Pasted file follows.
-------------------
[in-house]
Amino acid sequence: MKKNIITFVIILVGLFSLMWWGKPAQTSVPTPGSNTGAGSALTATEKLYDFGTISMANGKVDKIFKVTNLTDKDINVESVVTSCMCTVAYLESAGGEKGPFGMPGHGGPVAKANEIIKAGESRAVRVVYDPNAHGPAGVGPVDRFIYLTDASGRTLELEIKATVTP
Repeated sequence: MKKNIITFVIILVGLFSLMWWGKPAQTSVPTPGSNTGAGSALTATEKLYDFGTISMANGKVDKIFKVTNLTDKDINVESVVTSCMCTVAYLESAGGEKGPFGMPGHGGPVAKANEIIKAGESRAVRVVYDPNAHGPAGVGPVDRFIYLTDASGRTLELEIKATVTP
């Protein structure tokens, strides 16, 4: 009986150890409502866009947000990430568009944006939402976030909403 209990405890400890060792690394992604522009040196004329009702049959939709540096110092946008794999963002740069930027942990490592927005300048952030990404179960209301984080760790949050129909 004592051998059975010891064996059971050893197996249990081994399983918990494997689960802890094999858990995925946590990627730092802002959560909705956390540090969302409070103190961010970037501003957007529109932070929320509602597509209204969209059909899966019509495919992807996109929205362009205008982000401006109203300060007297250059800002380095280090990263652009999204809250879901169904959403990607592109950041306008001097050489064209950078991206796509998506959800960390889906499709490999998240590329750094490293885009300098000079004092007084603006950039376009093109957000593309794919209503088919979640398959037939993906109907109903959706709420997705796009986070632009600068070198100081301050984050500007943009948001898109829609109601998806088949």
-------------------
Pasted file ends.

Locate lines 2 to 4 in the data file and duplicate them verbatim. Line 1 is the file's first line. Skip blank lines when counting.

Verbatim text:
Amino acid sequence: MKKNIITFVIILVGLFSLMWWGKPAQTSVPTPGSNTGAGSALTATEKLYDFGTISMANGKVDKIFKVTNLTDKDINVESVVTSCMCTVAYLESAGGEKGPFGMPGHGGPVAKANEIIKAGESRAVRVVYDPNAHGPAGVGPVDRFIYLTDASGRTLELEIKATVTP
Repeated sequence: MKKNIITFVIILVGLFSLMWWGKPAQTSVPTPGSNTGAGSALTATEKLYDFGTISMANGKVDKIFKVTNLTDKDINVESVVTSCMCTVAYLESAGGEKGPFGMPGHGGPVAKANEIIKAGESRAVRVVYDPNAHGPAGVGPVDRFIYLTDASGRTLELEIKATVTP
């Protein structure tokens, strides 16, 4: 009986150890409502866009947000990430568009944006939402976030909403 209990405890400890060792690394992604522009040196004329009702049959939709540096110092946008794999963002740069930027942990490592927005300048952030990404179960209301984080760790949050129909 004592051998059975010891064996059971050893197996249990081994399983918990494997689960802890094999858990995925946590990627730092802002959560909705956390540090969302409070103190961010970037501003957007529109932070929320509602597509209204969209059909899966019509495919992807996109929205362009205008982000401006109203300060007297250059800002380095280090990263652009999204809250879901169904959403990607592109950041306008001097050489064209950078991206796509998506959800960390889906499709490999998240590329750094490293885009300098000079004092007084603006950039376009093109957000593309794919209503088919979640398959037939993906109907109903959706709420997705796009986070632009600068070198100081301050984050500007943009948001898109829609109601998806088949």